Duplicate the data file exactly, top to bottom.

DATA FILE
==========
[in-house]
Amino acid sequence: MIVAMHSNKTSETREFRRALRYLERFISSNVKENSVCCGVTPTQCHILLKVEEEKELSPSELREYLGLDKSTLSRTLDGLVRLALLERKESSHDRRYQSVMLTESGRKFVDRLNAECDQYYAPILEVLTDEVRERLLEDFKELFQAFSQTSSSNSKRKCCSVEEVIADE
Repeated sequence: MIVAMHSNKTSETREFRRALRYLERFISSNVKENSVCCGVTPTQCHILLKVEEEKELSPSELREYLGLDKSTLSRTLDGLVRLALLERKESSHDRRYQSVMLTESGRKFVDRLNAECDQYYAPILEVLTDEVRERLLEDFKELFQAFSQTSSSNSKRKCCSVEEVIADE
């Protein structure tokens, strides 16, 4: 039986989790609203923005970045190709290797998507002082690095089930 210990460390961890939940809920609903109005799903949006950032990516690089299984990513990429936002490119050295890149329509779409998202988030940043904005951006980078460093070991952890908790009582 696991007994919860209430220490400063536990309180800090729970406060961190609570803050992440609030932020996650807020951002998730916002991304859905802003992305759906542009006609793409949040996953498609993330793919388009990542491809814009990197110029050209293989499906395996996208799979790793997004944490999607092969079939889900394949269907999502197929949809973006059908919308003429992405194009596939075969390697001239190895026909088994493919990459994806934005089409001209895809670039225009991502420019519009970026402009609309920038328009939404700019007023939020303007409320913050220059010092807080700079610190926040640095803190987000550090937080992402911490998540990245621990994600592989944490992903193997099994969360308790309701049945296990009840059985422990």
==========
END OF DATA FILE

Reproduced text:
[in-house]
Amino acid sequence: MIVAMHSNKTSETREFRRALRYLERFISSNVKENSVCCGVTPTQCHILLKVEEEKELSPSELREYLGLDKSTLSRTLDGLVRLALLERKESSHDRRYQSVMLTESGRKFVDRLNAECDQYYAPILEVLTDEVRERLLEDFKELFQAFSQTSSSNSKRKCCSVEEVIADE
Repeated sequence: MIVAMHSNKTSETREFRRALRYLERFISSNVKENSVCCGVTPTQCHILLKVEEEKELSPSELREYLGLDKSTLSRTLDGLVRLALLERKESSHDRRYQSVMLTESGRKFVDRLNAECDQYYAPILEVLTDEVRERLLEDFKELFQAFSQTSSSNSKRKCCSVEEVIADE
């Protein structure tokens, strides 16, 4: 039986989790609203923005970045190709290797998507002082690095089930 210990460390961890939940809920609903109005799903949006950032990516690089299984990513990429936002490119050295890149329509779409998202988030940043904005951006980078460093070991952890908790009582 696991007994919860209430220490400063536990309180800090729970406060961190609570803050992440609030932020996650807020951002998730916002991304859905802003992305759906542009006609793409949040996953498609993330793919388009990542491809814009990197110029050209293989499906395996996208799979790793997004944490999607092969079939889900394949269907999502197929949809973006059908919308003429992405194009596939075969390697001239190895026909088994493919990459994806934005089409001209895809670039225009991502420019519009970026402009609309920038328009939404700019007023939020303007409320913050220059010092807080700079610190926040640095803190987000550090937080992402911490998540990245621990994600592989944490992903193997099994969360308790309701049945296990009840059985422990």